- City Fajr Shuruq Duhr Asr Magrib Isha
- Dubai 05:27 06:40 12:34 15:52 18:23 19:37
The UAE's printing and publishing industry is set to grow up to eight per cent this year even though the global financial crisis is likely to slow the economic growth.
Ahmed bin Hassan Al Shaikh, Managing Director of Modern Printing Press and Vice-Chairman of Emirates Islamic Bank, sees the global downturn as an opportunity for the UAE, particularly Dubai.
"I am very optimistic because the UAE has always benefited during crises," he told Emirates Business. "Historically the UAE has been able to achieve expansion and growth during crises and periods of international tension. The UAE, especially Dubai, seized opportunities during the first and second Gulf wars, the crash of the Asian markets in the late 1990s and the collapse of the Soviet Union. During these crises the UAE increased its market share in trade and commercial services around the world, and I am optimistic it will be able to seize opportunities during this financial crisis."
Do you think the current economic slowdown is a natural development after the UAE economy's long period of continuous growth?
Some people say the downturn in the UAE economy was expected, but this is not true because the current crisis is of a global nature and the country is not isolated from global events. If we look at the giant US, European and Japanese economies and the size of the crash in different areas we see that the impact on the UAE is far less than the impact on those leading economies. The impact is limited to slowdown in the economic growth rate and job cuts, but this is far less than the sufferings of the major economies. However, I do not want to give the impression that everything is normal. We still have some negatives and some sectors are suffering because of the crisis. But we should assess the situation in a fair way rather than exaggerating it. Some sectors of the UAE economy are suffering, especially real estate and banking, the sectors that have been hit hardest around the world.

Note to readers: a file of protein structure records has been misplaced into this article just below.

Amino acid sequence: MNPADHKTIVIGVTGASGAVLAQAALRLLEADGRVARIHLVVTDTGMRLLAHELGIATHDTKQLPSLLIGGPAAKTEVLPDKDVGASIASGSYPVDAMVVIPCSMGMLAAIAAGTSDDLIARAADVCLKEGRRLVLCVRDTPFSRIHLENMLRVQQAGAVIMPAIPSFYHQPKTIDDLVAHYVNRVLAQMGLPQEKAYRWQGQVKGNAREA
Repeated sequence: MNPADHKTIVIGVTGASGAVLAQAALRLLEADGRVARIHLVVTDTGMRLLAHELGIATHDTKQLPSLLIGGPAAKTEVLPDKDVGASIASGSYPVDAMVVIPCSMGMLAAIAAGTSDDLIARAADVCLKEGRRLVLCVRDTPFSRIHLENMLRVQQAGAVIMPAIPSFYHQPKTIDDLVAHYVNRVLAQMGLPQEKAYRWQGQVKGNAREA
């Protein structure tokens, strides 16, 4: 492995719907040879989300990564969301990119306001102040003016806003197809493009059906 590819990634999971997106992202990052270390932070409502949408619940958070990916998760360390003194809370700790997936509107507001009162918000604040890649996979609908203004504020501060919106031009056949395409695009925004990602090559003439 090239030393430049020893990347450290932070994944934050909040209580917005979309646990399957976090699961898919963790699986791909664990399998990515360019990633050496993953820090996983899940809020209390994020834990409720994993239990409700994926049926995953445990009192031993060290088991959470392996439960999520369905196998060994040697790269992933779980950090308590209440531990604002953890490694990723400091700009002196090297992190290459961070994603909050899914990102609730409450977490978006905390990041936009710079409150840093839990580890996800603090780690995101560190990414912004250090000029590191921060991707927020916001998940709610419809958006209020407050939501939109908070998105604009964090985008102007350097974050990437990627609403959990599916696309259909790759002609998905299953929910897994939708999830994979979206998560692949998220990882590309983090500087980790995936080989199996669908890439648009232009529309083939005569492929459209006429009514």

Do you think there has been an excessive reaction to the financial crisis?